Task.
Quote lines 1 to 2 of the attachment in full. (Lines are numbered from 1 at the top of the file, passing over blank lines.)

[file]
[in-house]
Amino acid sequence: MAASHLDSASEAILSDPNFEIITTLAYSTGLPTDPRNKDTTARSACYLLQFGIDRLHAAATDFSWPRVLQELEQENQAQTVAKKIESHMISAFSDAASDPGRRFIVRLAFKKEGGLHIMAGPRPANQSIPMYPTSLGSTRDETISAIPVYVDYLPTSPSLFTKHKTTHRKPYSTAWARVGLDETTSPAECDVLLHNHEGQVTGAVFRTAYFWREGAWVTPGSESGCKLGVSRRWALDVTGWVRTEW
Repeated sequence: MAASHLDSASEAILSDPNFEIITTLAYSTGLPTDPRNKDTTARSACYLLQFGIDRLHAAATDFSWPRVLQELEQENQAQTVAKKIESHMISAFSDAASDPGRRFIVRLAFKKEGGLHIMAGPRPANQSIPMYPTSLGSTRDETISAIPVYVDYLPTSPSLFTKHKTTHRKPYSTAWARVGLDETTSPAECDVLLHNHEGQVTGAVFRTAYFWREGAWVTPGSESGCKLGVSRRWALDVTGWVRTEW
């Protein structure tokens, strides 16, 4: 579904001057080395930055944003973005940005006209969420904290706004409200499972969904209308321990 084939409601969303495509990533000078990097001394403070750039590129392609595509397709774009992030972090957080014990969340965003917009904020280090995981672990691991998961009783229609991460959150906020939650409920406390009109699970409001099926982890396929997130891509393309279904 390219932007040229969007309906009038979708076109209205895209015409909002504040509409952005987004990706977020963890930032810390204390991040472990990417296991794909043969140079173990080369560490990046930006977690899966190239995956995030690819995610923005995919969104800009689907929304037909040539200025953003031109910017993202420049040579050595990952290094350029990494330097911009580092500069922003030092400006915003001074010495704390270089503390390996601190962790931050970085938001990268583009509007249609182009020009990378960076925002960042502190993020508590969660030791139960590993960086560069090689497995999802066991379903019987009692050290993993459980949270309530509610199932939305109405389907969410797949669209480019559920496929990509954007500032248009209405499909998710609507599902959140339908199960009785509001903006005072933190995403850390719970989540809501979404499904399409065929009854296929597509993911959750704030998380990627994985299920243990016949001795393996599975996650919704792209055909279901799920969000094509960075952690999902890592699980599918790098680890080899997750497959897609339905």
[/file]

[in-house]
Amino acid sequence: MAASHLDSASEAILSDPNFEIITTLAYSTGLPTDPRNKDTTARSACYLLQFGIDRLHAAATDFSWPRVLQELEQENQAQTVAKKIESHMISAFSDAASDPGRRFIVRLAFKKEGGLHIMAGPRPANQSIPMYPTSLGSTRDETISAIPVYVDYLPTSPSLFTKHKTTHRKPYSTAWARVGLDETTSPAECDVLLHNHEGQVTGAVFRTAYFWREGAWVTPGSESGCKLGVSRRWALDVTGWVRTEW